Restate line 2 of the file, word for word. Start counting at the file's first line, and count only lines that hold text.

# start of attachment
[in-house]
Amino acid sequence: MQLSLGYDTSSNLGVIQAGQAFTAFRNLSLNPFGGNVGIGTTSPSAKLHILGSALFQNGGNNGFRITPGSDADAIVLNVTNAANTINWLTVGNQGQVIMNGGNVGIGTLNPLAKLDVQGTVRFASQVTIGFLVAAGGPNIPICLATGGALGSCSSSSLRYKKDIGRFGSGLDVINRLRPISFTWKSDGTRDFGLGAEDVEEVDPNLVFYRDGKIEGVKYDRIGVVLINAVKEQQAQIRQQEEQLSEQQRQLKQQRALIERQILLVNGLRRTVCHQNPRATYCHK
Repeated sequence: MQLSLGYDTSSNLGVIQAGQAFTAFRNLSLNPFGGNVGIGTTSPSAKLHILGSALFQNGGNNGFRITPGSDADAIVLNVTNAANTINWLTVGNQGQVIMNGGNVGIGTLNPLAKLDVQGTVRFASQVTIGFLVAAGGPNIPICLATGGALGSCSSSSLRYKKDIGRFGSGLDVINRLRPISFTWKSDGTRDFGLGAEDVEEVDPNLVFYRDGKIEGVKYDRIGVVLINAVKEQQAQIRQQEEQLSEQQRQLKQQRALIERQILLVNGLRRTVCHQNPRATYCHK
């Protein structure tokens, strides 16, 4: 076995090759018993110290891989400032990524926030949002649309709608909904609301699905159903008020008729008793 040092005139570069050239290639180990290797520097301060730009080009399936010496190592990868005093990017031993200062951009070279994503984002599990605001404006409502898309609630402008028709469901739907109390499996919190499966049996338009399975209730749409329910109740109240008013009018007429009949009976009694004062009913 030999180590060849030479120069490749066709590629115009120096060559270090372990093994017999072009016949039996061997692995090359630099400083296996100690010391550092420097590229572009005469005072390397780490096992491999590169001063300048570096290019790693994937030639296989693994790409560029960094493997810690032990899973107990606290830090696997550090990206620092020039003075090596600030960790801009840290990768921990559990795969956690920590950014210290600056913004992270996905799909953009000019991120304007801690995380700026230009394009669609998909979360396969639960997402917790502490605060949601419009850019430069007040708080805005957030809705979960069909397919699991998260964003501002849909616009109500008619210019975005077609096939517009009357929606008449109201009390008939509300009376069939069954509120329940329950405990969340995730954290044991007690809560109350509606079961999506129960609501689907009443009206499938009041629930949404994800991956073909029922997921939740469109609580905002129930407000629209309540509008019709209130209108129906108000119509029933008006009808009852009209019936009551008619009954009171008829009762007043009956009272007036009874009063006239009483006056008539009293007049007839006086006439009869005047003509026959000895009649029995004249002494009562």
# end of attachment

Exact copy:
Amino acid sequence: MQLSLGYDTSSNLGVIQAGQAFTAFRNLSLNPFGGNVGIGTTSPSAKLHILGSALFQNGGNNGFRITPGSDADAIVLNVTNAANTINWLTVGNQGQVIMNGGNVGIGTLNPLAKLDVQGTVRFASQVTIGFLVAAGGPNIPICLATGGALGSCSSSSLRYKKDIGRFGSGLDVINRLRPISFTWKSDGTRDFGLGAEDVEEVDPNLVFYRDGKIEGVKYDRIGVVLINAVKEQQAQIRQQEEQLSEQQRQLKQQRALIERQILLVNGLRRTVCHQNPRATYCHK